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Perspectives
January 30, 2018

Are You Mortgage-Ready? We Are.

Christina Boyle
By
Christina Boyle, SVP and Head of Single-Family Sales & Relationship Management

For the first time in five years, the Federal Housing Finance Agency (FHFA) significantly increased the Conforming Mortgage Loan Limits to keep pace with home price appreciation. In a nutshell, this increase means more buying power for consumers.

The loan limit increases will help all buyers save money when getting a mortgage, especially those in high-cost areas, because a conforming mortgage generally has lower down payment requirements and offers a lower mortgage rate than a jumbo loan. With the spring homebuying season just around the corner, this improves the opportunity for everyone, especially first-time homebuyers, to get into that new home.

So, if you’re in the market to buy that first or second home this year, take a few hours to get your financial house in order. If you can answer these five questions, you’ll be ready to make a potentially life-changing decision about your living arrangement by the time the spring thaw comes.

1.  Are you ready for homeownership? The decision to rent or buy is a personal one that depends on your financial situation, future plans and lifestyle. Buying may make sense if you plan to stay in your home for at least five to seven years and you’re interested in building long-term equity. MyHome by Freddie Mac® provides a wealth of information to help you get started. And if you prefer a more personal touch, reach out to a HUD-approved housing counselor in your area.

2. How’s your credit? A decent credit score is important whether you’re renting or buying. Landlords and lenders look at your credit score in deciding whether you’re likely to pay on time. Generally, the better your score, the lower your mortgage interest rate is likely to be. That means a good credit score saves you money in the long run. Don’t fret if you don’t have a score. We’ve armed our lenders with technology that automates scoring for borrowers without them.

If your score isn’t as good as you’d like it to be, you can improve it by paying your bills on time, especially car payments and credit cards. If you want to make even more headway, start paying down your long-term debts. If it’s possible, put any extra cash toward the debts with the highest interest rates first.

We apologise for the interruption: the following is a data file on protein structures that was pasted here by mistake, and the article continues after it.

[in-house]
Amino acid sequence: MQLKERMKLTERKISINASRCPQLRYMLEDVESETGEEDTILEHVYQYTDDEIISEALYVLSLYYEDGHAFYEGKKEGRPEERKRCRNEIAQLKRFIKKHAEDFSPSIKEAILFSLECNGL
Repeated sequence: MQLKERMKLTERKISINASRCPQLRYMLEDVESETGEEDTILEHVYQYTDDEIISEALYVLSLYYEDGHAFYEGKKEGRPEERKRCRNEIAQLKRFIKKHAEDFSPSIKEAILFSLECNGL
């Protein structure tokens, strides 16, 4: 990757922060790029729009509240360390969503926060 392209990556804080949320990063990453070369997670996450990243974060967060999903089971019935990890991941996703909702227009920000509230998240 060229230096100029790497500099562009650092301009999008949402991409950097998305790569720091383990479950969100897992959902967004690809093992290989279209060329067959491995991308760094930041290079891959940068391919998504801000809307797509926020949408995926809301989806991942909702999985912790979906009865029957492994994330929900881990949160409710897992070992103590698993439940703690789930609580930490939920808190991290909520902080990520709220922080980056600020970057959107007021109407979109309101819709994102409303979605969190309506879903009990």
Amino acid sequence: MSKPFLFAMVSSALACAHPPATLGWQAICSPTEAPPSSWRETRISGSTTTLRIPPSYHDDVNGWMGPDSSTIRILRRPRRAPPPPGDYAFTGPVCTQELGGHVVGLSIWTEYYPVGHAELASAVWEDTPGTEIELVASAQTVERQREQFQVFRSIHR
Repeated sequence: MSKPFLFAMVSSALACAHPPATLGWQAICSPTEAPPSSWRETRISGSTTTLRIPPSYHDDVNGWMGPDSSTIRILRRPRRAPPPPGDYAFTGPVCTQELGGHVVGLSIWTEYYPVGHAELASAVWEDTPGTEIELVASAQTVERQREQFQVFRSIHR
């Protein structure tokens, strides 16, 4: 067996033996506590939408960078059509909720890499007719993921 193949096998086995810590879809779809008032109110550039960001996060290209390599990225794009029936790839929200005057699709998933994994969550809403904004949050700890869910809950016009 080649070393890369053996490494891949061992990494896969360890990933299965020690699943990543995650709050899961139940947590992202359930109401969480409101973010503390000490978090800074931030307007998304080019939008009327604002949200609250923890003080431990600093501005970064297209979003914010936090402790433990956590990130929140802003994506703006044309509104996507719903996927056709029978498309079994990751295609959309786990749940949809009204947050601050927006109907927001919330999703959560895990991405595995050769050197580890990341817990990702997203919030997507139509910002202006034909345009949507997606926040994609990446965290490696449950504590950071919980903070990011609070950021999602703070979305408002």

3. How much can you afford? While it's not nearly as fun as house hunting, fully understanding your finances is critical when making an offer. It will not only help you determine your price limit, but it will also help you understand if your budget can cover a major repair such as a new roof or furnace in the home you may be considering. You also need to understand whether you are financially prepared to cover monthly expenses for general upkeep and utilities, which can run hundreds of dollars per month.

4. Do you have enough saved for a down payment? Ignore anyone who says you "must" put down 20 percent of the purchase price to obtain a mortgage. For the mortgages Freddie Mac buys, most homebuyers today put down between 5 and 10 percent. And some products, such as our Home Possible® mortgage, allow a down payment as low as 3 percent.  A bit short?  There are a variety of sources you can turn to for assistance for first-time buyers, including working with housing finance agencies, as well as state, local and municipal governments.

5. Are you pre-approved? It’s a good idea to get pre-approved for a mortgage before you begin house hunting. This will allow you to negotiate with confidence – and close the deal faster so you can make your dream of homeownership a reality. The first step is to research lenders and find one that you’re comfortable with.

Last year, nearly 90 percent of homebuyers obtained a mortgage and the good news is nearly two-thirds found the mortgage approval process to be easier than they expected. By working closely with our lender clients, housing counselors and other housing industry professionals, Freddie Mac is Reimagining the Mortgage ExperienceSM in continued support of responsible homeownership.

Rest assured, when you’re ready to buy that new home this spring homebuying season, we’ll be ready, too.

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